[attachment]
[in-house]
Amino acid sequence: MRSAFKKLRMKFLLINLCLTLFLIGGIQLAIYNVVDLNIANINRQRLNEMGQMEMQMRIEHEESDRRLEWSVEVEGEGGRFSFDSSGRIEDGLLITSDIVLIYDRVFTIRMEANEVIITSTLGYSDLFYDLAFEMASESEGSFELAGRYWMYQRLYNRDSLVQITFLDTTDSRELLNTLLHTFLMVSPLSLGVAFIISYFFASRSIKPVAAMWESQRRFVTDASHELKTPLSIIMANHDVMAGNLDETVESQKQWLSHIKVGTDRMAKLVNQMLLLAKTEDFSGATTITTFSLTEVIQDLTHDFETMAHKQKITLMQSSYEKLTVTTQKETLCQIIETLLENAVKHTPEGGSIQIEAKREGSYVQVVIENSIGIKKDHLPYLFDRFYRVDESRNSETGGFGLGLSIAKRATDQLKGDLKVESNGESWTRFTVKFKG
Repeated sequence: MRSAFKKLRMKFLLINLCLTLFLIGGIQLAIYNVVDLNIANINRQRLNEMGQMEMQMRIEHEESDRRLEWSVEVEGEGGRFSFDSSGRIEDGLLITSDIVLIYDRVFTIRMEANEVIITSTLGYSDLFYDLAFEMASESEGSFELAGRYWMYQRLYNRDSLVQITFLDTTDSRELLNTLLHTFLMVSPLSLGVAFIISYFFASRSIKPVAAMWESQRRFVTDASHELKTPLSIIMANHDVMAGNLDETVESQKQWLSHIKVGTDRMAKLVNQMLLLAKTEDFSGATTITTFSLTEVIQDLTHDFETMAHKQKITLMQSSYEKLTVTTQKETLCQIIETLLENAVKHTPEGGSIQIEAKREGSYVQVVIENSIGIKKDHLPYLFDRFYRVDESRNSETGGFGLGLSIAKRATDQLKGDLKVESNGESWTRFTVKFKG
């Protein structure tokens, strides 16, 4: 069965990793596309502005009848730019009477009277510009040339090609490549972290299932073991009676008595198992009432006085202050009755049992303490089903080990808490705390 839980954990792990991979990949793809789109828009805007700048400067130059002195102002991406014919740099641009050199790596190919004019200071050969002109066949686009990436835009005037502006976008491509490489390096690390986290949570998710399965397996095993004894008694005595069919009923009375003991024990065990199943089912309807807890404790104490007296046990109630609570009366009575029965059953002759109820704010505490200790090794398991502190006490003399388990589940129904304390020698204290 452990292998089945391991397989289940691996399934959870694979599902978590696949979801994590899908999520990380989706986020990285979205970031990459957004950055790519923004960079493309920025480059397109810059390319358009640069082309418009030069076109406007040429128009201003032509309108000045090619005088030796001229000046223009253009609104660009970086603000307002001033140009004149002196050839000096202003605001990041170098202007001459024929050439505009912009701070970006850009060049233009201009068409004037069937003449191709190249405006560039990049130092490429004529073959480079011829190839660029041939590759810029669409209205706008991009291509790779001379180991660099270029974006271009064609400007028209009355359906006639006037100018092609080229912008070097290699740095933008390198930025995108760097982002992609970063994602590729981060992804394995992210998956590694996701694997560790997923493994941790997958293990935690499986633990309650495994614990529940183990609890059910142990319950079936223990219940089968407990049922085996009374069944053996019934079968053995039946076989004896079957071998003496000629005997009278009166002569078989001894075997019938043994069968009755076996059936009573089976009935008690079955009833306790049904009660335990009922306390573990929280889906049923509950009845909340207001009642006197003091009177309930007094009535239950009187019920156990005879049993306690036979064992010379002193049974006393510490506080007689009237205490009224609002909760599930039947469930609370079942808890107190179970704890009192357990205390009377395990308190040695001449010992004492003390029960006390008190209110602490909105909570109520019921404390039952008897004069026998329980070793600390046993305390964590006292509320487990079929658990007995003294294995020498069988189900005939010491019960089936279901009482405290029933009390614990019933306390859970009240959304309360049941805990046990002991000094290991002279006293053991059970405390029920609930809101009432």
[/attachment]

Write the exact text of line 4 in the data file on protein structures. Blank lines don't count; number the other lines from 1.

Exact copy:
């Protein structure tokens, strides 16, 4: 069965990793596309502005009848730019009477009277510009040339090609490549972290299932073991009676008595198992009432006085202050009755049992303490089903080990808490705390 839980954990792990991979990949793809789109828009805007700048400067130059002195102002991406014919740099641009050199790596190919004019200071050969002109066949686009990436835009005037502006976008491509490489390096690390986290949570998710399965397996095993004894008694005595069919009923009375003991024990065990199943089912309807807890404790104490007296046990109630609570009366009575029965059953002759109820704010505490200790090794398991502190006490003399388990589940129904304390020698204290 452990292998089945391991397989289940691996399934959870694979599902978590696949979801994590899908999520990380989706986020990285979205970031990459957004950055790519923004960079493309920025480059397109810059390319358009640069082309418009030069076109406007040429128009201003032509309108000045090619005088030796001229000046223009253009609104660009970086603000307002001033140009004149002196050839000096202003605001990041170098202007001459024929050439505009912009701070970006850009060049233009201009068409004037069937003449191709190249405006560039990049130092490429004529073959480079011829190839660029041939590759810029669409209205706008991009291509790779001379180991660099270029974006271009064609400007028209009355359906006639006037100018092609080229912008070097290699740095933008390198930025995108760097982002992609970063994602590729981060992804394995992210998956590694996701694997560790997923493994941790997958293990935690499986633990309650495994614990529940183990609890059910142990319950079936223990219940089968407990049922085996009374069944053996019934079968053995039946076989004896079957071998003496000629005997009278009166002569078989001894075997019938043994069968009755076996059936009573089976009935008690079955009833306790049904009660335990009922306390573990929280889906049923509950009845909340207001009642006197003091009177309930007094009535239950009187019920156990005879049993306690036979064992010379002193049974006393510490506080007689009237205490009224609002909760599930039947469930609370079942808890107190179970704890009192357990205390009377395990308190040695001449010992004492003390029960006390008190209110602490909105909570109520019921404390039952008897004069026998329980070793600390046993305390964590006292509320487990079929658990007995003294294995020498069988189900005939010491019960089936279901009482405290029933009390614990019933306390859970009240959304309360049941805990046990002991000094290991002279006293053991059970405390029920609930809101009432």